Lace – definitely not Chantilly

I got the remainder of the parts I needed to build the wheels on Friday.  These wheels are going on the LeMond frame, they have Campagnolo hubs (translated from Italian that means “smooth as glass”), H-Son TB-14 rims, and DT Swiss spokes.  Their only downfall is that I’m building the wheels.

It went well.  I checked the spoke lengths and they were spot on.  Got the Zinn book, and laced the front wheel.  It took about a half-hour to lace and then I checked it over carefully.  No lacing errors that I could find, so I tightened the spokes up and checked the dish.  Amazingly, the dish was basically perfect to start with,  so it was up to me to mess it up.

I increased the tension up to “almost where it should be” and checked everything again.  A few spokes were a little looser and a few were tighter, so I evened them out as best I could.  Checked the dish again, still perfect.  Set the tension to the final value and the dish is perfect, and the wheel is radially true.  A few spots where the lateral true needed some help, but not as many as I expected.  I would have no concerns putting rim tape on, a tube and tire, and riding this rim tomorrow.  But I’ll save the maiden voyage  for the LeMond once the build is finished.

On to the rear wheel, this one is a little more complicated.  I chose a 3-cross NDS pattern and a 2-cross DS pattern.  If my research is right, this will help to minimize the NDS/DS tension differences and help the rim to be stronger and to stay true longer.  Lacing the NDS 3-cross was fairly simple, I’d just finished the front wheel with that pattern.  Lacing the DS 2-cross took some thought and trial and error, but I got it.  The rim looks centered, but I haven’t checked the dish yet and the spokes have minimal tension right now.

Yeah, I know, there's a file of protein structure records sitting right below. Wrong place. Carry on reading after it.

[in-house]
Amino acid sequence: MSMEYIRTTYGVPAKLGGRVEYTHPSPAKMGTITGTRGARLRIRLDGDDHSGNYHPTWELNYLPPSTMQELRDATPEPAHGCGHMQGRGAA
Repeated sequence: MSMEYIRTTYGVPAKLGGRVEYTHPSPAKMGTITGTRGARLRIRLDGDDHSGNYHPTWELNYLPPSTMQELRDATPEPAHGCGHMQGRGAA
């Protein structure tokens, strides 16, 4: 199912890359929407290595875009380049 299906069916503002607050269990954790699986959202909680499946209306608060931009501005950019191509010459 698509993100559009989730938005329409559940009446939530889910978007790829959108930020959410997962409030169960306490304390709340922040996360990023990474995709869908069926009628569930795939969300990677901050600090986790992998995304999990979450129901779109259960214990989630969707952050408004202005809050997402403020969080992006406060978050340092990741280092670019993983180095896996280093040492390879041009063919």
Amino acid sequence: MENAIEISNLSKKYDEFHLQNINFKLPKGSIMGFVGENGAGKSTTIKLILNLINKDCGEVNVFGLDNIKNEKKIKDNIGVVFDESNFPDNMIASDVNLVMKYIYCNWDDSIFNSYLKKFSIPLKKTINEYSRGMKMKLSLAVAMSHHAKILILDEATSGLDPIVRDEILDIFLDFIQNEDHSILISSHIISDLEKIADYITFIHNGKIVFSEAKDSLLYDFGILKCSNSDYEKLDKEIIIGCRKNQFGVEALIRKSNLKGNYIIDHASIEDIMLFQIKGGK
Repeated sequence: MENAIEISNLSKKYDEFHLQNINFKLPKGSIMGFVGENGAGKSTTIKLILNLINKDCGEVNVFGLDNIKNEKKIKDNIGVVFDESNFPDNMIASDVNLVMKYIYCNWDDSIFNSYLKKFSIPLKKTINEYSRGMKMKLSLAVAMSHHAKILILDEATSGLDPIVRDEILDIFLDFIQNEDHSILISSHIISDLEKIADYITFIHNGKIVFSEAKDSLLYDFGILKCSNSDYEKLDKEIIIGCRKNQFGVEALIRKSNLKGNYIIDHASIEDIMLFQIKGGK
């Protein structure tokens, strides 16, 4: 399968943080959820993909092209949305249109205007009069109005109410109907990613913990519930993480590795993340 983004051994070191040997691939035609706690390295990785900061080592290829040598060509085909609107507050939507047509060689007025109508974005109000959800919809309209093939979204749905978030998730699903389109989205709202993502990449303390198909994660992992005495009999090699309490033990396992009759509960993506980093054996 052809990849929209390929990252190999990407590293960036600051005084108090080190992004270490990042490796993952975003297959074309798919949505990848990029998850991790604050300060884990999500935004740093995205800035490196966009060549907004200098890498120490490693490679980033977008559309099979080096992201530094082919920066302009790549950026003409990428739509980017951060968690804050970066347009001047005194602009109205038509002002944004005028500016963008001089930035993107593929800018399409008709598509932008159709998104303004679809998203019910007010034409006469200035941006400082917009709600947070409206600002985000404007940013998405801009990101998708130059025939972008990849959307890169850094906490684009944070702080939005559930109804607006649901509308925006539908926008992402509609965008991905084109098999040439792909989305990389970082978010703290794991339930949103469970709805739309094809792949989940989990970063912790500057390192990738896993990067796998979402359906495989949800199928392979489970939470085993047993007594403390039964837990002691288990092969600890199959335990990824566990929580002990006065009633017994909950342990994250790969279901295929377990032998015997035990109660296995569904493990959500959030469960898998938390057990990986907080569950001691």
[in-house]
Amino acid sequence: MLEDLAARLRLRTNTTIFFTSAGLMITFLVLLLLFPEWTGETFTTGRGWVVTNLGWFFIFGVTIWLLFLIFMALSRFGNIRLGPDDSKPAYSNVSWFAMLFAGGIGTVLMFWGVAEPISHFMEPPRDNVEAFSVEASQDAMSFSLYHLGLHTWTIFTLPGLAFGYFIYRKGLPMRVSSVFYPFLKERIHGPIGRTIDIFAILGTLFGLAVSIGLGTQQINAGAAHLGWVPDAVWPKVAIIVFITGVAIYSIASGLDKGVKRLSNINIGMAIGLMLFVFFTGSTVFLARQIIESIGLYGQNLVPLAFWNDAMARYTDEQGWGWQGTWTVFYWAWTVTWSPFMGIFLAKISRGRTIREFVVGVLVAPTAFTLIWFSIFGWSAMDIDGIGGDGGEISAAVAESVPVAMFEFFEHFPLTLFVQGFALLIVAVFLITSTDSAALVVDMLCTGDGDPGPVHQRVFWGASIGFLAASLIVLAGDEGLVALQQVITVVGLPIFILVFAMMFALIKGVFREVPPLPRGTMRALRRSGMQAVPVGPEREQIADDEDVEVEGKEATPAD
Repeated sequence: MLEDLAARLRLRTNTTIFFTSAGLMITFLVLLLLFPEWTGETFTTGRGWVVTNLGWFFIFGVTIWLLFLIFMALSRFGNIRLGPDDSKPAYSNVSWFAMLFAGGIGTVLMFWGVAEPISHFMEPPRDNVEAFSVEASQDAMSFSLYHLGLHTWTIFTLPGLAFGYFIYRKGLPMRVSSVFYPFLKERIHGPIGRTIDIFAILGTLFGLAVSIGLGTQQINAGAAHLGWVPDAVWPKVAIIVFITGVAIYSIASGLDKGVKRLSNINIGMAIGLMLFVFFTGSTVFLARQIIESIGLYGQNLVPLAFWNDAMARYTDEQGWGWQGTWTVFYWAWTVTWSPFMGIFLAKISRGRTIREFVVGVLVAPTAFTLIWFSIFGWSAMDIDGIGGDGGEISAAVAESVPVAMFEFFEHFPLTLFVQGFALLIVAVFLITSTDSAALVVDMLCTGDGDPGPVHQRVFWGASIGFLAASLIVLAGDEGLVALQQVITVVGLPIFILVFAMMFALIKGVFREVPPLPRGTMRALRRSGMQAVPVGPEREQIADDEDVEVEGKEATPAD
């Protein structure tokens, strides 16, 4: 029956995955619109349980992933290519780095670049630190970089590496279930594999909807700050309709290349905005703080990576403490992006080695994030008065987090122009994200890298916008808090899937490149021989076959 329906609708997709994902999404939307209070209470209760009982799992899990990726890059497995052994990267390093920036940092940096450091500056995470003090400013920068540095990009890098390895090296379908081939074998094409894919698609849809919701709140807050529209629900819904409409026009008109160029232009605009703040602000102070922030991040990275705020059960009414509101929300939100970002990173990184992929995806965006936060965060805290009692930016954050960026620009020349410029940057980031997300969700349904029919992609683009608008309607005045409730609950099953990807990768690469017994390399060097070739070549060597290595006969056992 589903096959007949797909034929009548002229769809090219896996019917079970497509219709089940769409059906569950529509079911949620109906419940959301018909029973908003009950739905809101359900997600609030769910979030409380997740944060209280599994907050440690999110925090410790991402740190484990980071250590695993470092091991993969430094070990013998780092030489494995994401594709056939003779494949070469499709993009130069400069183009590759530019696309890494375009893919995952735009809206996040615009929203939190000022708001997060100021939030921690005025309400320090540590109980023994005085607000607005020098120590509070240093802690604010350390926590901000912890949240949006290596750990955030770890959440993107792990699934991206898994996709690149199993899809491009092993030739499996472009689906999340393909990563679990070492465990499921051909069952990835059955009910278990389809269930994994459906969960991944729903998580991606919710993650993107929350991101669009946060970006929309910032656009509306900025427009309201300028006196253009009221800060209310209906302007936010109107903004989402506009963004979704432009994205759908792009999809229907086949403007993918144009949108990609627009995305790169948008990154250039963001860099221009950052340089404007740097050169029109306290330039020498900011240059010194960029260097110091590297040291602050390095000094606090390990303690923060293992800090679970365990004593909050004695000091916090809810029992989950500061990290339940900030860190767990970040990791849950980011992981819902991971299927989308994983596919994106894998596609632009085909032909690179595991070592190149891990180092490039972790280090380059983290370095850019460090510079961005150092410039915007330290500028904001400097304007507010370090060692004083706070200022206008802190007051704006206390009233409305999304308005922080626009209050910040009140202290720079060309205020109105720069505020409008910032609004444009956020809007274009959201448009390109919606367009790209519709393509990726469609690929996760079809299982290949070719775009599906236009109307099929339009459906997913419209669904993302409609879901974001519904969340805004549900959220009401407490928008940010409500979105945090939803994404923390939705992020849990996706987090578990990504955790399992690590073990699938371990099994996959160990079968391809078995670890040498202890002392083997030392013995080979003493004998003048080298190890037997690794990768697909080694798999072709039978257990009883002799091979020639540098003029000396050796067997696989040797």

Maybe after tomorrow’s ride I’ll try and finish it up.

I’m sure that to a lot of people, building wheels is not a big deal.  It is to me, because I’ve not finished a set before (and I guess technically this set isn’t finished yet), and there’s a sense of satisfaction in learning something that you didn’t know how to do, and then using what you learned to make something.

Building stuff is fun.

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